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Signs You Should Stop Drinking Coffee Immediately

Coffee may have some benefits, but it's not for everyone.
FACT CHECKED BY Olivia Tarantino

Raise your hand if pandemic life means more coffee and less sleep. We've got both hands up in the air. While there are some solid benefits of drinking coffee—it may reduce your risk of chronic diseases, improve your workout performance, and help you lose weight, to name a few—too much coffee can wreak havoc on your body.

So how much coffee is too much? "Everyone's caffeine tolerance is different, so I would recommend monitoring your individual symptoms associated with coffee intake," says Annamaria Louloudis, MS, RDN, founder of Louloudi Nutrition.

If you're a numbers guy or gal, Kylie Ivanir, MS, RD, who runs her own private practice called Within Nutrition, advises that adults should limit their caffeine intake to about 400 milligrams per day at the most, which is around three to five 8-ounce cups of brewed coffee.

Ivanir adds that certain groups of individuals, such as those with hypertension (high blood pressure) and pregnant or breastfeeding women, should consider limiting their caffeine intake. (Related: 12 People Who Should Never Drink Coffee, According to Experts.) Coffee can also be a landmine for sugar, "so it is also important to consider what you are putting in your coffee, as sugar, cream, and syrups can impact the health benefits," she says.

Based on the fact that there may be some dangers to drinking too much coffee, we wanted to ask dietitians: what are the key signs you should stop drinking coffee? Read on for the seven they told us, and for more on how to eat healthy, don't miss Eating Habits to Lose Abdominal Fat As You Age, Say Dietitians.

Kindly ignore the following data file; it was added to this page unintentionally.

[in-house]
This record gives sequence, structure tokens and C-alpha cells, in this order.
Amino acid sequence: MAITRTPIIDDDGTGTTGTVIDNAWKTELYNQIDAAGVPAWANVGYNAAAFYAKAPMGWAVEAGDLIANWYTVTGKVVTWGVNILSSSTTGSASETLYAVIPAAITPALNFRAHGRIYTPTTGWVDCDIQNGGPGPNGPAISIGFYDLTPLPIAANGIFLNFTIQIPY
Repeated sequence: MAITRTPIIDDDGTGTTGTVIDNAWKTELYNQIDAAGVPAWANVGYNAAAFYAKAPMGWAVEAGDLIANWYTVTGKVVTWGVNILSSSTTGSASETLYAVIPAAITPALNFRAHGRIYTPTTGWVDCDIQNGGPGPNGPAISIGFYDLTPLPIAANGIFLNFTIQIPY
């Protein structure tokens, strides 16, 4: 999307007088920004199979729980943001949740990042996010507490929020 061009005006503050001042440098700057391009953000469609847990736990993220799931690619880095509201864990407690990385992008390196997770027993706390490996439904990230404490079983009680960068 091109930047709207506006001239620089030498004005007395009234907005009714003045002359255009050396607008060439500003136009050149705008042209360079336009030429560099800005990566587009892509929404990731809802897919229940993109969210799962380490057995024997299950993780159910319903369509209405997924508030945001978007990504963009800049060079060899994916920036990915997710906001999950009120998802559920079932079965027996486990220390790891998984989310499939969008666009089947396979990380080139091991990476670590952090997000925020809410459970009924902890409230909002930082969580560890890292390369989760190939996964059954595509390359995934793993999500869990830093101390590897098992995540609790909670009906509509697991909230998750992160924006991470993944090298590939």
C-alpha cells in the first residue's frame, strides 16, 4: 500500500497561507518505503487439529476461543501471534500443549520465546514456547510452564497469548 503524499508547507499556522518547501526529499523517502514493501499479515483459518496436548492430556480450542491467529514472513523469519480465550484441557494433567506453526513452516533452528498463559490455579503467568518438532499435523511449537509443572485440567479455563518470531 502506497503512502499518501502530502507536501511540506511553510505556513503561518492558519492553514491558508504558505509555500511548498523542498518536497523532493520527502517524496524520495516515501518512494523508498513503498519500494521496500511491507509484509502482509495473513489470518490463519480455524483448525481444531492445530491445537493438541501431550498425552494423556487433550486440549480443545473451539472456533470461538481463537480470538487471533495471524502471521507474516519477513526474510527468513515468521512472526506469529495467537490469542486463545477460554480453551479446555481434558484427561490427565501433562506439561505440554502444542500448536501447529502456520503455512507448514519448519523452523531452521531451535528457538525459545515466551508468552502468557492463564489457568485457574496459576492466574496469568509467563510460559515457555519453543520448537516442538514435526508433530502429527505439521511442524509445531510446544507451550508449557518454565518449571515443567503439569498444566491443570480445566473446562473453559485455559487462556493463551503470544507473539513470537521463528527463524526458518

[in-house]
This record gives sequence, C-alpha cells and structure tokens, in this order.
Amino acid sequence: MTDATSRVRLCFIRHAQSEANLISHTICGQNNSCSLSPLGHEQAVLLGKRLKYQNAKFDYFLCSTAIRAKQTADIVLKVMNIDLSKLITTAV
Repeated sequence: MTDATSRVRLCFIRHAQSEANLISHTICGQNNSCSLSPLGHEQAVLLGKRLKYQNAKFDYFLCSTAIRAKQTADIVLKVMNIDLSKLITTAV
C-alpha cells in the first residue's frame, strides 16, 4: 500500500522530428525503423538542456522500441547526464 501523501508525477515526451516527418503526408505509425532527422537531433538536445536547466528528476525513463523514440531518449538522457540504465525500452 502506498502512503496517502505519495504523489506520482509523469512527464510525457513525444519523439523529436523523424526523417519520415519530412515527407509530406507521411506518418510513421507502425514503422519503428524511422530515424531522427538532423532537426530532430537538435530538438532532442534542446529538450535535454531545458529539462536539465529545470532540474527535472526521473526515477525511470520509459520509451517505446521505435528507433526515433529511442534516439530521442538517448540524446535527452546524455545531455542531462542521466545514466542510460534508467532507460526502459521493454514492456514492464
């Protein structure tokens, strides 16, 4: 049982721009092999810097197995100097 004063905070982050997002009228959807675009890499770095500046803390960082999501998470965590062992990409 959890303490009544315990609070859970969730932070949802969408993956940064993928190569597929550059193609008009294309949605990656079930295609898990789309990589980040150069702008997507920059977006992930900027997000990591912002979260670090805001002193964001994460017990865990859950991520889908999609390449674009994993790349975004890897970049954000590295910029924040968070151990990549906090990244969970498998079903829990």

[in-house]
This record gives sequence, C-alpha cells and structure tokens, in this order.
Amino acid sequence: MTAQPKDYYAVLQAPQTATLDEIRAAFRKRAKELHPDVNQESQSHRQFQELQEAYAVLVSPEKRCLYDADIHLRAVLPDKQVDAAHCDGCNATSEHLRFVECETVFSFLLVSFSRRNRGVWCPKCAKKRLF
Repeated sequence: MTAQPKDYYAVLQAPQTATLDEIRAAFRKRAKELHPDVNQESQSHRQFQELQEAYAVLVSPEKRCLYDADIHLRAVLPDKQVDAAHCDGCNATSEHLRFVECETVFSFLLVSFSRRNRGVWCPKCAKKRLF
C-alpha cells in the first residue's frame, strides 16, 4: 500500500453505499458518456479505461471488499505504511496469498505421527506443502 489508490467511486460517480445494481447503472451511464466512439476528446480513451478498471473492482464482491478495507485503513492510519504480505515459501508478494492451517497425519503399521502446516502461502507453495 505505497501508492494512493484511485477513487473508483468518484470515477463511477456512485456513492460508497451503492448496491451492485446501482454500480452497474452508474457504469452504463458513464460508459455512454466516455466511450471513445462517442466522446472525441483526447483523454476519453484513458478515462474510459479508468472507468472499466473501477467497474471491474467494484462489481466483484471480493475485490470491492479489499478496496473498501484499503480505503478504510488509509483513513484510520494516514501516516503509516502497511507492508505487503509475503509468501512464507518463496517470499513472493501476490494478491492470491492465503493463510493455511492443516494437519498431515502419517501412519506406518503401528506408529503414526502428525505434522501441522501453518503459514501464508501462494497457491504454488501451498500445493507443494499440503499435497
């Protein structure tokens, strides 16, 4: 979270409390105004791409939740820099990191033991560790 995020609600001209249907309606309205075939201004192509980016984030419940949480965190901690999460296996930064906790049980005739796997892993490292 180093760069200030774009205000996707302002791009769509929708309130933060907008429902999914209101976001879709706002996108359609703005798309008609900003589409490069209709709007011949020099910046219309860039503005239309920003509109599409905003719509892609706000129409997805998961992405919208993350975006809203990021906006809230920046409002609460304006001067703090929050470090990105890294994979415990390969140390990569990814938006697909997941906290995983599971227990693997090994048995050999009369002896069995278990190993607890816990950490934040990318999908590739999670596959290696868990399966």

You have high blood pressure.

iced coffee

Sandy Younan Brikho, MDA, RDN, cautions those with high blood pressure (also known as hypertension) to stop drinking coffee ASAP because the caffeine in the coffee causes an increase in your blood pressure. "One study demonstrated an increase in age-related blood pressure among men who consumed a greater amount of coffee," she offers, though noting that another study found that depending on your genotype, coffee intake may or may not increase one's blood pressure. "Other research found that high coffee intake among people that metabolize coffee slowly causes an increase in blood pressure," she continues. Consult with your doctor, but if you suffer from high blood pressure, it's likely time to kick your coffee habit for good.

You have GERD/acid reflux.

coffee pot pouring into two mugs

File this under "no thanks," folks. "Caffeine may trigger acid reflux symptoms because it works to relax the lower esophageal sphincter, causing reflux of stomach acid into the esophagus. Intake of coffee, tea, and soda (all caffeinated beverages) has been associated with an increased risk of gastroesophageal reflux symptoms." shares Louloudis. "Eliminating caffeinated beverages is a guideline of the American Gastroenterological Association for GERD management," she adds. For more insight on this condition, check out the 28 Best and Worst Foods for Acid Reflux.

You're dealing with insomnia or poor sleep.

drinking coffee